There are many instances where psuche is used in a physical context, "But he knew their thoughts, and said to the man which had the withered hand, Rise up, and stand forth in the midst. And he arose and stood forth. Then said Jesus unto them, I will ask you one thing; Is it lawful on the sabbath days to do good, or to do evil? to save life [psuche], or to destroy it? And looking round about upon them all, he said unto the man, Stretch forth thy hand. And he did so: and his hand was restored whole as the other" (Luke 6.8-10 KJV bible), (see also Mark 3.4, Matthew 6.25, Luke 12.22, Romans 16.4, and 1st Peter 3.20). By restoring the man's hand, Jesus heals his life or psuche in a physical sense.
Psuche can also be used in reference to ones mind or emotional center, "And saith unto them, My soul [psuche] is exceeding sorrowful unto death: tarry ye here, and watch. And he went forward a little, and fell on the ground, and prayed that, if it were possible, the hour might pass from him" (Mark 14.34-35 KJV bible), (see also Matthew 10.18, 12.18 and Luke 12.19). This passage uses psuche as the place where one might feel sorrow, referring to a person's mind or emotional center.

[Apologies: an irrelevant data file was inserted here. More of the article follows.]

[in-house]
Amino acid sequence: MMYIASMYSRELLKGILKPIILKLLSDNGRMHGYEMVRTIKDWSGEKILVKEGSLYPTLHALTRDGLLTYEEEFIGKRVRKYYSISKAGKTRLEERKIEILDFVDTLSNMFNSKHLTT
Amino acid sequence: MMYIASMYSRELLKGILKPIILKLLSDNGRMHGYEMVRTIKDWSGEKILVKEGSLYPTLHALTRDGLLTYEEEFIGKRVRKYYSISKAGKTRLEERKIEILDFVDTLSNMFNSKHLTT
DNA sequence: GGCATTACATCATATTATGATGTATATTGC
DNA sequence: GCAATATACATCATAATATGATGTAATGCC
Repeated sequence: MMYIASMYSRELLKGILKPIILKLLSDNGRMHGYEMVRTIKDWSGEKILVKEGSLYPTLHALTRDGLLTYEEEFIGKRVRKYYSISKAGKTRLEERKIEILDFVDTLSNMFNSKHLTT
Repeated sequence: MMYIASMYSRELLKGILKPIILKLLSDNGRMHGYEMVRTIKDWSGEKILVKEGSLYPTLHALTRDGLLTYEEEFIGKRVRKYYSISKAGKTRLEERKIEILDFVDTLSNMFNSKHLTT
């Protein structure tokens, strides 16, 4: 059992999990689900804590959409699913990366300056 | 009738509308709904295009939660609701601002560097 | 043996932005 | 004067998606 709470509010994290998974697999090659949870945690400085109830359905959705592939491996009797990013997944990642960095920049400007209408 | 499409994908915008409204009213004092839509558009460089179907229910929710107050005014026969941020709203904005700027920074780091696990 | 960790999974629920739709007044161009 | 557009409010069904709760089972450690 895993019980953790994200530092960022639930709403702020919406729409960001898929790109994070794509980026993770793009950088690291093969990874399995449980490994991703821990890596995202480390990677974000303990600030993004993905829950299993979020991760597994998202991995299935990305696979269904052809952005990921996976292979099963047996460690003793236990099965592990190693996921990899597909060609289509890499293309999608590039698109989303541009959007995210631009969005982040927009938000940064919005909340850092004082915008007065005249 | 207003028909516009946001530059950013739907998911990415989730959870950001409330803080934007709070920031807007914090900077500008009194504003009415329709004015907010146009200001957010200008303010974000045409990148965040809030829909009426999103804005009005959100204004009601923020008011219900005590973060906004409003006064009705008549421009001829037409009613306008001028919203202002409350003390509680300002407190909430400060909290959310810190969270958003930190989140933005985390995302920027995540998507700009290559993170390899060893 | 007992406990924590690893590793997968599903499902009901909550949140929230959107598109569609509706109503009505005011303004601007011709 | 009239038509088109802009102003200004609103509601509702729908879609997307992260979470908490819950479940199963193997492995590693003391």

Lastly, there are many instances where psuche is used in a clearly spiritual context, "and receive with meekness the engrafted word, which is able to save your souls [psuche]" (James 1.21 KJV bible), "Trouble not yourselves; for his life [psuche] is in him" (Acts 20.10 KJV bible), (see also Acts 2.31, James 5.20, 1st Peter 1.9, and 1st Peter 2.11). In Revelation, psuche is even used to describe the dead in heaven, "I saw under the altar the souls [psuche] of them that were slain for the word of God, and for the testimony which they held" (Revelation 6.9 KJV bible), "and I saw the souls [psuche] of them that were beheaded for the witness of Jesus" (Revelation 20.4 KJV bible). This particular usage of psuche is analogous to our modern concept of soul or ghost.